Central Board of Film Certification
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The Central Board of Film Certification (CBFC) is a statutory film-certification body in the Ministry of Information and Broadcasting of the Government of India. It is tasked with "regulating the public exhibition of films under the provisions of the Cinematograph Act 1952." Films screened in cinemas and on television may only be publicly exhibited in India after certification by the board.
|Formation||15 January 1951|
|Ministry of Information and Broadcasting|
The Indian Cinematograph Act came into effect in 1920, seven years after the production of India's first film: Dadasaheb Phalke's Raja Harishchandra. Censorship boards were originally independent bodies under the police chiefs of the cities of Madras (now Chennai), Bombay (now Mumbai), Calcutta (now Kolkata), Lahore (now in Pakistan), and Rangoon (now Yangon in Myanmar).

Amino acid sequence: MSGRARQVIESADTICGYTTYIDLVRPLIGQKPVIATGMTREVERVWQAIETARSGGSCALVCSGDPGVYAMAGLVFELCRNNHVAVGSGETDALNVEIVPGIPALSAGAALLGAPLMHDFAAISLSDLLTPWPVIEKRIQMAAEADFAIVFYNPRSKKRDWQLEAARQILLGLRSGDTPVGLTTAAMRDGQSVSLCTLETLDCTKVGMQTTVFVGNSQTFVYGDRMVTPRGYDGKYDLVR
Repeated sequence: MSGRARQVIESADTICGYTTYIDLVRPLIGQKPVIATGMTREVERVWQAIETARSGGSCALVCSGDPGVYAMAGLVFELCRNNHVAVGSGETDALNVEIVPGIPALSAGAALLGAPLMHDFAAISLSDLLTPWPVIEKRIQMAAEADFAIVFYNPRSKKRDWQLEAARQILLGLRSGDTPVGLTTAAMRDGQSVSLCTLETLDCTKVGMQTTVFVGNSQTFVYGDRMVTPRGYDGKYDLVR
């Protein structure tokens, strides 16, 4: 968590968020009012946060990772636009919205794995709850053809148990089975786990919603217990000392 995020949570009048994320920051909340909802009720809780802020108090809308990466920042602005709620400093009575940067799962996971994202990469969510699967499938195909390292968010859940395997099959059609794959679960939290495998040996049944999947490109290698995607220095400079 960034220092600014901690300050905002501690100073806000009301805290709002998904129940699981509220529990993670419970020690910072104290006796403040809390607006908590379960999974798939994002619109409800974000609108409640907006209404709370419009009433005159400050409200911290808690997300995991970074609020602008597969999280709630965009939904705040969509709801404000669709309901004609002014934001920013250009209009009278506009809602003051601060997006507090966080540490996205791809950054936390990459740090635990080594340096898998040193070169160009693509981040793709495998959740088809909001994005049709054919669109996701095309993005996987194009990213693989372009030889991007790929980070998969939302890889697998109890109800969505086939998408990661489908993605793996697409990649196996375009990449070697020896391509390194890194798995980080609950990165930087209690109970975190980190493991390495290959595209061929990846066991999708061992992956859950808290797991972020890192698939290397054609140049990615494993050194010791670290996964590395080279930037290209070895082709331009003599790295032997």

After the 1947 independence of India, autonomous regional censors were absorbed into the Bombay Board of Film Censors. The Cinematograph Act of 1952 reorganised the Bombay board into the Central Board of Film Censors. With the 1983 revision of cinematography rules, the body was renamed the Central Board of Film Certification.
The board's guiding principles are to ensure healthy public entertainment and education and, using modern technology, to make the certification process and board activities transparent to filmmakers, the media and the public.
Certificates and guidelinesEdit